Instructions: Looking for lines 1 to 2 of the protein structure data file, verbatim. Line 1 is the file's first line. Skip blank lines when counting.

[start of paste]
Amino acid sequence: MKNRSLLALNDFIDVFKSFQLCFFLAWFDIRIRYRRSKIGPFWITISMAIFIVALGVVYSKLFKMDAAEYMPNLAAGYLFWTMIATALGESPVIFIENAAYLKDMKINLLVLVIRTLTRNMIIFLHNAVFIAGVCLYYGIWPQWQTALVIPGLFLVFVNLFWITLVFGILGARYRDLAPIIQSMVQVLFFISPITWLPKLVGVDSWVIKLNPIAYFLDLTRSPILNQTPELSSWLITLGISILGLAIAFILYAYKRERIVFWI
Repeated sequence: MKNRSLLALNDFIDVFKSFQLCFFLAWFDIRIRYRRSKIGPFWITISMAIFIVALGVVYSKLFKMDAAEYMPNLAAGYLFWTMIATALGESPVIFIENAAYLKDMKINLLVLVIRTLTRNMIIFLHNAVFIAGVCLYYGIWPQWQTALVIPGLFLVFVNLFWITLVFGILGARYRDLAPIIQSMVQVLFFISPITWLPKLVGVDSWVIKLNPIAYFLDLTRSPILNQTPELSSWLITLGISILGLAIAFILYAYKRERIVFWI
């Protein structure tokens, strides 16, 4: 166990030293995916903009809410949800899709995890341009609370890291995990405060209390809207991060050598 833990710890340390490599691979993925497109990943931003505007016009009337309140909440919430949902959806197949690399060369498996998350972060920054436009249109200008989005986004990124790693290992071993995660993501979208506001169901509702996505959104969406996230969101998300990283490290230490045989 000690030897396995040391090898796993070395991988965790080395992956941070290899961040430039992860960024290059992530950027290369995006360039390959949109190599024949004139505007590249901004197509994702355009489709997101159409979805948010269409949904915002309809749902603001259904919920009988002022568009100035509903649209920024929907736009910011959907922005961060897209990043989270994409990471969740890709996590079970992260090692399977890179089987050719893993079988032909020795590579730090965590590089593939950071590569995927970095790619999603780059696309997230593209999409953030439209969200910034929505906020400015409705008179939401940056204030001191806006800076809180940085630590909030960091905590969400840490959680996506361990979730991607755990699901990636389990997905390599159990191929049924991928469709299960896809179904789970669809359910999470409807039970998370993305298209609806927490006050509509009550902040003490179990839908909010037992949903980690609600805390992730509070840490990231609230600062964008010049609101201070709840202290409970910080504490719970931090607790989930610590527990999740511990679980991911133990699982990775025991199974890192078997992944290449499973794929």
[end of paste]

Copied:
Amino acid sequence: MKNRSLLALNDFIDVFKSFQLCFFLAWFDIRIRYRRSKIGPFWITISMAIFIVALGVVYSKLFKMDAAEYMPNLAAGYLFWTMIATALGESPVIFIENAAYLKDMKINLLVLVIRTLTRNMIIFLHNAVFIAGVCLYYGIWPQWQTALVIPGLFLVFVNLFWITLVFGILGARYRDLAPIIQSMVQVLFFISPITWLPKLVGVDSWVIKLNPIAYFLDLTRSPILNQTPELSSWLITLGISILGLAIAFILYAYKRERIVFWI
Repeated sequence: MKNRSLLALNDFIDVFKSFQLCFFLAWFDIRIRYRRSKIGPFWITISMAIFIVALGVVYSKLFKMDAAEYMPNLAAGYLFWTMIATALGESPVIFIENAAYLKDMKINLLVLVIRTLTRNMIIFLHNAVFIAGVCLYYGIWPQWQTALVIPGLFLVFVNLFWITLVFGILGARYRDLAPIIQSMVQVLFFISPITWLPKLVGVDSWVIKLNPIAYFLDLTRSPILNQTPELSSWLITLGISILGLAIAFILYAYKRERIVFWI